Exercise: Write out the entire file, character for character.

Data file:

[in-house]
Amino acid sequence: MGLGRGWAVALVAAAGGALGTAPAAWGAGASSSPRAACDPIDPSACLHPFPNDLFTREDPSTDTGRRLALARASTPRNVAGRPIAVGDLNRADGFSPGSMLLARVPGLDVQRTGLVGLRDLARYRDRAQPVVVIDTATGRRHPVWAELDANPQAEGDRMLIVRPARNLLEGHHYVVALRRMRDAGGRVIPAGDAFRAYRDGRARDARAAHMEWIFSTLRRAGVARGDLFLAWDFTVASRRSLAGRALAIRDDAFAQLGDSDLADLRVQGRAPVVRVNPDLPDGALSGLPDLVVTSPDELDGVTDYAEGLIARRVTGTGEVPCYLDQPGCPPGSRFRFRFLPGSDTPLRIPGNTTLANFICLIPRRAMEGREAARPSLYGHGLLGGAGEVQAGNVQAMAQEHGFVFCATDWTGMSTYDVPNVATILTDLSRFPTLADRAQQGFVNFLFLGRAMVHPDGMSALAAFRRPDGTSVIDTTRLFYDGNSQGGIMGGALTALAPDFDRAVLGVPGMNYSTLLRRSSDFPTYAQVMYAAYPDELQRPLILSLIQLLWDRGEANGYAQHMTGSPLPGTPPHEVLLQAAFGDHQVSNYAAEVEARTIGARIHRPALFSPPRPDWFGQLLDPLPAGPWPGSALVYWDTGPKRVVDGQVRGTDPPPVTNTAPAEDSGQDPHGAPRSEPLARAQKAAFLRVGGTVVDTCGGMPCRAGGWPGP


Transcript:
[in-house]
Amino acid sequence: MGLGRGWAVALVAAAGGALGTAPAAWGAGASSSPRAACDPIDPSACLHPFPNDLFTREDPSTDTGRRLALARASTPRNVAGRPIAVGDLNRADGFSPGSMLLARVPGLDVQRTGLVGLRDLARYRDRAQPVVVIDTATGRRHPVWAELDANPQAEGDRMLIVRPARNLLEGHHYVVALRRMRDAGGRVIPAGDAFRAYRDGRARDARAAHMEWIFSTLRRAGVARGDLFLAWDFTVASRRSLAGRALAIRDDAFAQLGDSDLADLRVQGRAPVVRVNPDLPDGALSGLPDLVVTSPDELDGVTDYAEGLIARRVTGTGEVPCYLDQPGCPPGSRFRFRFLPGSDTPLRIPGNTTLANFICLIPRRAMEGREAARPSLYGHGLLGGAGEVQAGNVQAMAQEHGFVFCATDWTGMSTYDVPNVATILTDLSRFPTLADRAQQGFVNFLFLGRAMVHPDGMSALAAFRRPDGTSVIDTTRLFYDGNSQGGIMGGALTALAPDFDRAVLGVPGMNYSTLLRRSSDFPTYAQVMYAAYPDELQRPLILSLIQLLWDRGEANGYAQHMTGSPLPGTPPHEVLLQAAFGDHQVSNYAAEVEARTIGARIHRPALFSPPRPDWFGQLLDPLPAGPWPGSALVYWDTGPKRVVDGQVRGTDPPPVTNTAPAEDSGQDPHGAPRSEPLARAQKAAFLRVGGTVVDTCGGMPCRAGGWPGP